recognised as separate objectives. The assessment of how
management has satisfied its stewardship responsibilities may require more information
that is not necessarily provided to achieve the objective of financial
reporting. Stewardship helps to increase the decision
usefulness to the relevant decision maker by imposing responsibility for management
to take care of the entity’s resources, thus increasing the relevance and
faithful representation of the financial report. Stewardship helps to accurately
record, assess
managements performance, and provide information to optimise
firm value, therefore improve investment decisions. Management
stewardship is meaningful to financial reports users who are interested in
making resource allocation decisions because managements performance in
discharging its stewardship responsibilities significantly affects an entities
ability to generate net cash inflows (Kuhner and Pelger 2015).

However, assessing the performance of managements stewardship through financial
statements may prove difficult because of the agency problem. Some of the concern about stewardship being a separate objective seems
to arise from the potential conflict between the owners and managements
interest (Agrawel and
Koeber, 1996). Bebchuck and Fried (2003) state that managers have a lot of
influence and power over shareholders in different aspects, such as their own salary
because of the ability to reduce the link between their performance and their
salary. Managers have almost complete freedom allowing them plenty of
opportunities to benefit for their own private interests. For example, a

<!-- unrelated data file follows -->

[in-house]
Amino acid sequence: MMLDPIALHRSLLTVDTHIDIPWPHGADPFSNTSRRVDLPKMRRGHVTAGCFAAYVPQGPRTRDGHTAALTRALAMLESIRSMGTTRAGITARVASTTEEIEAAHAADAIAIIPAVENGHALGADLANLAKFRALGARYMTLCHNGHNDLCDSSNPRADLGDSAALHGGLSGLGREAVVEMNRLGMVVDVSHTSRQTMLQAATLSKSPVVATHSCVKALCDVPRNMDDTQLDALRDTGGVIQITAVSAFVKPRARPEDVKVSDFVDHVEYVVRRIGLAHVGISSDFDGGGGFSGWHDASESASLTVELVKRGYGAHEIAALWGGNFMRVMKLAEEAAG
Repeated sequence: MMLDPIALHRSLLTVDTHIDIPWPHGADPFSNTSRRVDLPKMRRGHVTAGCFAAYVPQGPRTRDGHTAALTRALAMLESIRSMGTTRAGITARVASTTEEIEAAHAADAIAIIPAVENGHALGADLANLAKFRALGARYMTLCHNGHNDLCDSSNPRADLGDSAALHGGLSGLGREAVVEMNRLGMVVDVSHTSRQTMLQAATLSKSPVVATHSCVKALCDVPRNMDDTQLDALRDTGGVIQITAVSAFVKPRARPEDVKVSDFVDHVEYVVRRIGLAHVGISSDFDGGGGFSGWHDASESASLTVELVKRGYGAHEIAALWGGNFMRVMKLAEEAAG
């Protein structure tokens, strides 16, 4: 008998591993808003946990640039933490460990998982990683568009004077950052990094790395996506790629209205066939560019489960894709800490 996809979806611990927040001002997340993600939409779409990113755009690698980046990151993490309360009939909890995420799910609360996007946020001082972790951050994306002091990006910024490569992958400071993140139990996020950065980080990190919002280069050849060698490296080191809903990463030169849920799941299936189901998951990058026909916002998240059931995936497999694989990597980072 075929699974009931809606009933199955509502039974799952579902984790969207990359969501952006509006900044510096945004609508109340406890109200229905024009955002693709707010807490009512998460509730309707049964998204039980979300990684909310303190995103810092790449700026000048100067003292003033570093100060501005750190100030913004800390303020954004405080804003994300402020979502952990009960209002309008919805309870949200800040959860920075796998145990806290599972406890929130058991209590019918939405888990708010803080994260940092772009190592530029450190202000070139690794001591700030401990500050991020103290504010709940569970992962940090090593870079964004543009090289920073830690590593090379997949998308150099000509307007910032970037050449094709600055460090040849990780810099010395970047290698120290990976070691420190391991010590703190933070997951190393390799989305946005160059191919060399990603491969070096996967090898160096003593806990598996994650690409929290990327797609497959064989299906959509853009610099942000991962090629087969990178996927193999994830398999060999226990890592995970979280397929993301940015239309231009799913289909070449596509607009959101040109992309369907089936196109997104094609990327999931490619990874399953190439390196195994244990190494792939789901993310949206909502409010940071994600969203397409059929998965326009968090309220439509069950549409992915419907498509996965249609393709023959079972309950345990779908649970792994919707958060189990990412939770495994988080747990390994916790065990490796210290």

manager may not want to distribute excess cash when the firm does not have profitable
investment opportunities, therefore, making financial statements express an
inaccurate reflection of managerial allocation of resources. Boshkoska
(2014) states that
increasing managerial compensation will reduce the agency costs to shareholders
which would make financial statements more likely to represent accurate
information about a firm’s stewardship.  Also,
this will help support managerial and shareholder interests together, so that when
shareholders benefit, managers can also benefit.

Furthermore, Kuhner and Pelger (2015) show
that the concept of fair value has different impacts on the valuation and
stewardship usefulness of financial statements. To clarify, fair value can display
a negative impact on the ability of financial statement users to assess
stewardship of the managers of the company. Lennard (2007) argues that, to be
able to assess how the management discharged their responsibilities towards the
shareholders, a piece of information that is difficult to disagree with is
demanded. In other words, the historical cost method to value assets and
liabilities is seen as a more relevant and superior measure for the purpose of relevant
and faithful representative financial statements.

 

Different opinions continue to exist about
whether providing information about management stewardship should be stated as
an objective of financial reporting. A separate objective for stewardship is
not required because it is comprised within the decision usefulness objective. The decision usefulness objective is to
provide decision useful information to current and future providers of finance.
Additionally, the same information about economic resources and claims, and
changes in them, is the same information needed for assessing management
stewardship. Therefore, adding a discussion about the information that is
helpful in assessing stewardship would be impractical to the objective (Whittington, 2008).

To
conclude, it is evident that there are limitations by using the conceptual framework
and accounting standards. The limitations may make an
investors’ assessment of an entities net future cash flow inaccurate. However, the contributions far
outweigh the shortcomings. Without these regulations it would be
impossible to produce accurate, and unbiased financial statements. Even if
financial statements were slightly inaccurate, it would be impossible to
predict future net cash inflows without them. Faithful representative and
relevant financial information would not be possible without these accounting
standards. Continued development
and enhancement is recommended. With regards to stewardship, it would not be sufficient
to only use financial statements to measure management responsibilities of the
entity. Therefore, I believe that valuation should be considered as the main objective
of financial reporting.